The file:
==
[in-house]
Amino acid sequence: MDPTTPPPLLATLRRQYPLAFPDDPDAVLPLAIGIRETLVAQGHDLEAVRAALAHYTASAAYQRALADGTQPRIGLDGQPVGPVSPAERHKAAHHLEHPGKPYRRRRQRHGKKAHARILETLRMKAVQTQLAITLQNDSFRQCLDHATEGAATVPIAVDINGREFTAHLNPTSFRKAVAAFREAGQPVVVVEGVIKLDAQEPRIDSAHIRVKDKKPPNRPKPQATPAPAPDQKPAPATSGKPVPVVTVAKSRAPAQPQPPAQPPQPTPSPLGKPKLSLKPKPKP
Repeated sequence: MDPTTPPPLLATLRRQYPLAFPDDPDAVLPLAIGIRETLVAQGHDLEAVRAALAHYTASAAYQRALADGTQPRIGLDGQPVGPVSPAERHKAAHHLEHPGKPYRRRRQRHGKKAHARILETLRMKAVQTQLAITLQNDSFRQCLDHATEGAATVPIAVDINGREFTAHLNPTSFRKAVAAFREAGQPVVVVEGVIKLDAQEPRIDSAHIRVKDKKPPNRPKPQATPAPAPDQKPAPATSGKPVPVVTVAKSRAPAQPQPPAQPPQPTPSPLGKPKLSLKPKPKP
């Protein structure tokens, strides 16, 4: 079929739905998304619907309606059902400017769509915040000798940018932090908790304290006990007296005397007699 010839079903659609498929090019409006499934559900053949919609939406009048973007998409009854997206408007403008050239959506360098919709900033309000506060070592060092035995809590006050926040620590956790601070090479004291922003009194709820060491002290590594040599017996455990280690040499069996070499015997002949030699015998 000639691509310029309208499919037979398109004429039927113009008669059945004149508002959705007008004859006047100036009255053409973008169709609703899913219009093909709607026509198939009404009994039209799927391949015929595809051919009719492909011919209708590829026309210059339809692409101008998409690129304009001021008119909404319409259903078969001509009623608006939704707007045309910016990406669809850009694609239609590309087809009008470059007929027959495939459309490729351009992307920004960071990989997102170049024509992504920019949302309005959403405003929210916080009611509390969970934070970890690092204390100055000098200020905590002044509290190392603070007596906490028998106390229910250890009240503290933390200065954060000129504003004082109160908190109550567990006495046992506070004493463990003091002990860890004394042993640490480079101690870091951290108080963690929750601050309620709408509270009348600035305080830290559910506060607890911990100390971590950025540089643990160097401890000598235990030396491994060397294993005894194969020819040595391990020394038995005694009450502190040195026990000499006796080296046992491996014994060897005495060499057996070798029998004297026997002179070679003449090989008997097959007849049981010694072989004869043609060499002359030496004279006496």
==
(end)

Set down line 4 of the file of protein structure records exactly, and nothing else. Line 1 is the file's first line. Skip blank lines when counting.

């Protein structure tokens, strides 16, 4: 079929739905998304619907309606059902400017769509915040000798940018932090908790304290006990007296005397007699 010839079903659609498929090019409006499934559900053949919609939406009048973007998409009854997206408007403008050239959506360098919709900033309000506060070592060092035995809590006050926040620590956790601070090479004291922003009194709820060491002290590594040599017996455990280690040499069996070499015997002949030699015998 000639691509310029309208499919037979398109004429039927113009008669059945004149508002959705007008004859006047100036009255053409973008169709609703899913219009093909709607026509198939009404009994039209799927391949015929595809051919009719492909011919209708590829026309210059339809692409101008998409690129304009001021008119909404319409259903078969001509009623608006939704707007045309910016990406669809850009694609239609590309087809009008470059007929027959495939459309490729351009992307920004960071990989997102170049024509992504920019949302309005959403405003929210916080009611509390969970934070970890690092204390100055000098200020905590002044509290190392603070007596906490028998106390229910250890009240503290933390200065954060000129504003004082109160908190109550567990006495046992506070004493463990003091002990860890004394042993640490480079101690870091951290108080963690929750601050309620709408509270009348600035305080830290559910506060607890911990100390971590950025540089643990160097401890000598235990030396491994060397294993005894194969020819040595391990020394038995005694009450502190040195026990000499006796080296046992491996014994060897005495060499057996070798029998004297026997002179070679003449090989008997097959007849049981010694072989004869043609060499002359030496004279006496």